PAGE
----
Fort Sill gets green light to build at base of Medicine Bluff - KSWO 7News | Breaking News, Weather and Sports

Fort Sill gets green light to build at base of Medicine Bluff

Fort Sill_The Army's review is over, and it has made the decision that Fort Sill can proceed to build its new Training Services Center near the base of Medicine Bluff - about one-third of a mile away.  The area is considered sacred to Comanche National tribal members, and some tried to stop construction.  However, after researching the issue, higher level Army officials have given Fort Sill the green light to proceed.  Tribal leaders are said to have given the go ahead on the plans on multiple occasions over the past two years.

Fort Sill wanted to show the community where the Training Services Center is being built, and just how far away it is from the Medicine Bluff boundary.  It's 1,600 feet away - the distance from the bluff's southern boundary and the construction site.  Fort Sill says it began discussing it's plans with Comanche Nation leaders in 2006.  Fort Sill's Colonel Robert Bridgford says the Oklahoma Historical Society and the Archeological Survey were also okay with the site.  One year later, Fort Sill says it again detailed its plans to the tribe and provided them with a map of the proposed construction area.  "This was not an issue," he said.  "We talked about other issues, but this was not brought up as a challenge."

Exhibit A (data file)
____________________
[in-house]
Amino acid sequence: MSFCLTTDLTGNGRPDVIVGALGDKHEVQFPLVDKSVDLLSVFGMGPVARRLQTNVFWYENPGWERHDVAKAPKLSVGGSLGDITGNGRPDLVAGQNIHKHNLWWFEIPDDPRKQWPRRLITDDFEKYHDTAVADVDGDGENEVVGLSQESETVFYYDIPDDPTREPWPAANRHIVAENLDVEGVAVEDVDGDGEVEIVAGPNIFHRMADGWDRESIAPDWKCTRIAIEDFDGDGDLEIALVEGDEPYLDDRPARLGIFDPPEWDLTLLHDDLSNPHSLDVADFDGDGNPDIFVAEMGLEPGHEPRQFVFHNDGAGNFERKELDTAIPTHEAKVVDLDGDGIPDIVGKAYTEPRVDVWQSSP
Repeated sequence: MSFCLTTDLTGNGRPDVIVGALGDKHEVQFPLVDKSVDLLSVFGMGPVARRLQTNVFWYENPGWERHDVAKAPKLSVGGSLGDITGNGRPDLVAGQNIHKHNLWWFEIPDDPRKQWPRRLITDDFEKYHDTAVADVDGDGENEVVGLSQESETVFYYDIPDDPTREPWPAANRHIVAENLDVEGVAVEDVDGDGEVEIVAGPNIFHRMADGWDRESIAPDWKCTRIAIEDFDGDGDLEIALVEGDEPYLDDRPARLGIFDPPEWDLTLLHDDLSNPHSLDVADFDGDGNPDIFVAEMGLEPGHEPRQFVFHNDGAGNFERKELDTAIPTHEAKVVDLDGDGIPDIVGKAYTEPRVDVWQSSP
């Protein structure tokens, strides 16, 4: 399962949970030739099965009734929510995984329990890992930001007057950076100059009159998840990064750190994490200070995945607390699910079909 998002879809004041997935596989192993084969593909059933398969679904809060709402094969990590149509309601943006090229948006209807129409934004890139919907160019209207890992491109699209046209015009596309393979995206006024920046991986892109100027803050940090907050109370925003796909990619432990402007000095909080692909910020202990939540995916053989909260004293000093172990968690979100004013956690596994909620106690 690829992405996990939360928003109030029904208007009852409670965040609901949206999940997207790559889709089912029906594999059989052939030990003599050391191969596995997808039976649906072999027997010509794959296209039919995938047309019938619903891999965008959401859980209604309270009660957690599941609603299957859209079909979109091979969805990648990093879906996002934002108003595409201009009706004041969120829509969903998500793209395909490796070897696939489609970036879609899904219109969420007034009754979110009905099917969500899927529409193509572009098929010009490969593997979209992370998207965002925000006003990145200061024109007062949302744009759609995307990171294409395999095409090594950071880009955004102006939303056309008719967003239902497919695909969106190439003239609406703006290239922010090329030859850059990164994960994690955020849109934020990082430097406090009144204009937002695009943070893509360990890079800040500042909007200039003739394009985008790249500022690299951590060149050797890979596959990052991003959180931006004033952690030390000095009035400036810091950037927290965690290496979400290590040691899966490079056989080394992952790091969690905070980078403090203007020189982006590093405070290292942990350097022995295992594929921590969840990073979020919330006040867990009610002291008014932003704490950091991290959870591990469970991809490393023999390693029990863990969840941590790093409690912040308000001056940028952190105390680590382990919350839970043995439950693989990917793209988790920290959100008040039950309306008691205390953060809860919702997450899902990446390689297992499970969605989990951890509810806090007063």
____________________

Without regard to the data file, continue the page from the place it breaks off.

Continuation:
However, earlier this year, tribal member William Voelker challenged the plans - and Bridgford says he doesn't understand the reason behind the protest.  He says the center will be located further away from the historic boundary than other construction projects of years past.  "The housing is a couple hundred feet away in many cases, and as I mentioned earlier we have a fish and wildlife center within the boundary," he said.  Fort Sill has agreed to move three other training areas that are also in vicinity of the bluff's base.  "What you begin to do is restore the Medicine Bluff to its natural state, which is keeping with what we want to do with the national historic site," he said. 

In the future, Bridgford says he hopes that Fort Sill can work with local tribes to define the more historic boundaries on post - Medicine Bluff will be the first.  "We really want to find out where those sacred sites are so we can exclude them from any of our planning in the future," he said. 

Fort Sill is allowing Comanche Nation tribal members and archeologists to observe the construction work in the event that artifacts or other tribal items are uncovered.  William Voekler and the Comanche Nation's attorney were unavailable for comment at the time this story was aired.

 

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